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Is critical illness cover worth taking out?

(31 Posts)
ssd Wed 01-Nov-06 14:43:38

We are really short on disposable income and have no life or critical illness cover for me or dh.
I know life cover is a must, but don't know about critical illness. We are with the TSB and will probably take the cover out with them.

Anyone vith any views around?

DelGirl Wed 01-Nov-06 14:47:54

Yes, in short and imo.

If, heaven forbid, either of you (if you're both covered) were to have a critical illness, you're mortgage would be paid off. It would relieve some stress. You can also have cover in the event of your childrens illness.

DelGirl Wed 01-Nov-06 14:48:50

tbh, depending on your current health, I don't think it's that expensive if you were going to go for 'term' life assurance.

DontBurnMeImJustATwiglett Wed 01-Nov-06 14:49:46

well they exclude many illnesses so you have to read the small print .. it is also for a finite time so if you should get an illness that stops you working then it wouldn't cover you

Personally I think Life assurance is a must

You should, technically, have savings equal to 6 months salary anyway .. yeah right

nuttygirl Tue 07-Nov-06 22:45:21

TBH whether it's worth it probably depends on how much it's going to cost you...and whether you can afford it. Don't just get a quote from TSB cos it's your bank. Try a few places - it doesn't really pay to be faithful to one place IYKWIM!!!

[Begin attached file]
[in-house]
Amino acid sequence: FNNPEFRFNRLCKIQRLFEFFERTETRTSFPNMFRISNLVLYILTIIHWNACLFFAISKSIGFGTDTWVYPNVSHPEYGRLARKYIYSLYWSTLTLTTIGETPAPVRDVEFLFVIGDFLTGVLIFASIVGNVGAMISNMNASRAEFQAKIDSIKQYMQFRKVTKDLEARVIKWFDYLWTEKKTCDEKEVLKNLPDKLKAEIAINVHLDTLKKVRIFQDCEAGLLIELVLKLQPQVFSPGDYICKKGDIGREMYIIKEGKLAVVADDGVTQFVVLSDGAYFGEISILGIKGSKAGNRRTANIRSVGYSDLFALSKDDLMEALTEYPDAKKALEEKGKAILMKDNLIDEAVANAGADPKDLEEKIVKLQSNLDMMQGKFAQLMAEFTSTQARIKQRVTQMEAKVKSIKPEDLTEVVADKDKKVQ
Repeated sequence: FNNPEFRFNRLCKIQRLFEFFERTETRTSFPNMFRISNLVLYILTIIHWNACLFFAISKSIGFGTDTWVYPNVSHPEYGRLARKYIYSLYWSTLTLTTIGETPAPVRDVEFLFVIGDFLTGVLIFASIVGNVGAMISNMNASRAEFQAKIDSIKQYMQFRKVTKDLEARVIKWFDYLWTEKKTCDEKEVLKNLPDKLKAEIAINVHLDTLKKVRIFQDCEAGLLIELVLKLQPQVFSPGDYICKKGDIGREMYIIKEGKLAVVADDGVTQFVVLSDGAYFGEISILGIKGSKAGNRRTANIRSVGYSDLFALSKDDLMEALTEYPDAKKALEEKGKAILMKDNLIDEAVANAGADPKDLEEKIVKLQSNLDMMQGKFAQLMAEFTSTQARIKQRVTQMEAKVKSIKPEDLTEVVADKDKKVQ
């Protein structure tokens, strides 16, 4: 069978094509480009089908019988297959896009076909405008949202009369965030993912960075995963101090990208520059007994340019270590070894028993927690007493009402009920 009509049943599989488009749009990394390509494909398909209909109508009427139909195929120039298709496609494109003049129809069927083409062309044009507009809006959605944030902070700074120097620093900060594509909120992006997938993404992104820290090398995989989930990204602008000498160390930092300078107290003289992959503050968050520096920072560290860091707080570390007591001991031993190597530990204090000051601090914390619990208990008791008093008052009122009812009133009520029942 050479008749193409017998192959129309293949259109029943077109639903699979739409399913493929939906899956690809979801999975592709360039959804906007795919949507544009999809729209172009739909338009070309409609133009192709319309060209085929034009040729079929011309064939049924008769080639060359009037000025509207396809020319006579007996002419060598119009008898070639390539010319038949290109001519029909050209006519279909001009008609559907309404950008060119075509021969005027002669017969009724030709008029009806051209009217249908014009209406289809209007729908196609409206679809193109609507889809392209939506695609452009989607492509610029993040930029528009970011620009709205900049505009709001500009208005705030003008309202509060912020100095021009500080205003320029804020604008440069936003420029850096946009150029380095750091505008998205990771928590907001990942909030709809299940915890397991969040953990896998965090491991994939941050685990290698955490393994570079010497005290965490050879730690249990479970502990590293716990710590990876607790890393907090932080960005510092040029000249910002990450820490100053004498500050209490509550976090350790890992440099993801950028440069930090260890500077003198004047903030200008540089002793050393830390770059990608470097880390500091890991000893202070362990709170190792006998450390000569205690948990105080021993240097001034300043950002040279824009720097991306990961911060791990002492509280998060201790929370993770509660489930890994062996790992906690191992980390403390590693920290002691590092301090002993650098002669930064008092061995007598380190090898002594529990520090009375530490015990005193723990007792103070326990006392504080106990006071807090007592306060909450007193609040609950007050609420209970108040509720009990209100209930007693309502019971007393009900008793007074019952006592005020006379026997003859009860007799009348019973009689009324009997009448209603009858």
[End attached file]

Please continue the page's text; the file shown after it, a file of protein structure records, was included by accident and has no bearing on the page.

Lio Tue 07-Nov-06 22:47:24

We thought yes - more so than the one where one of you dies (sorry so inarticulate, bed time).

firsttimemama Wed 08-Nov-06 20:44:51

Yes IMO -I am a financial adviser and before DH and I had our little one we had Critical Illness policiies and no Life cover policies (covered at work through Death in Service benefits though). BTW you are actualy more likely to contract a critical ilness before 60 than die before 60. Roughly 1 in 3 people get a CI before 60 and if I remember correctly it's about 1 in 6 men die amd 1 in 8 women die before 60. HTH

firsttimemama Thu 09-Nov-06 21:59:21

Sorry I should have have said "Statistically" you are more likely......... - didn't actully mean you personally ssd or anyone else for that matter! Sorry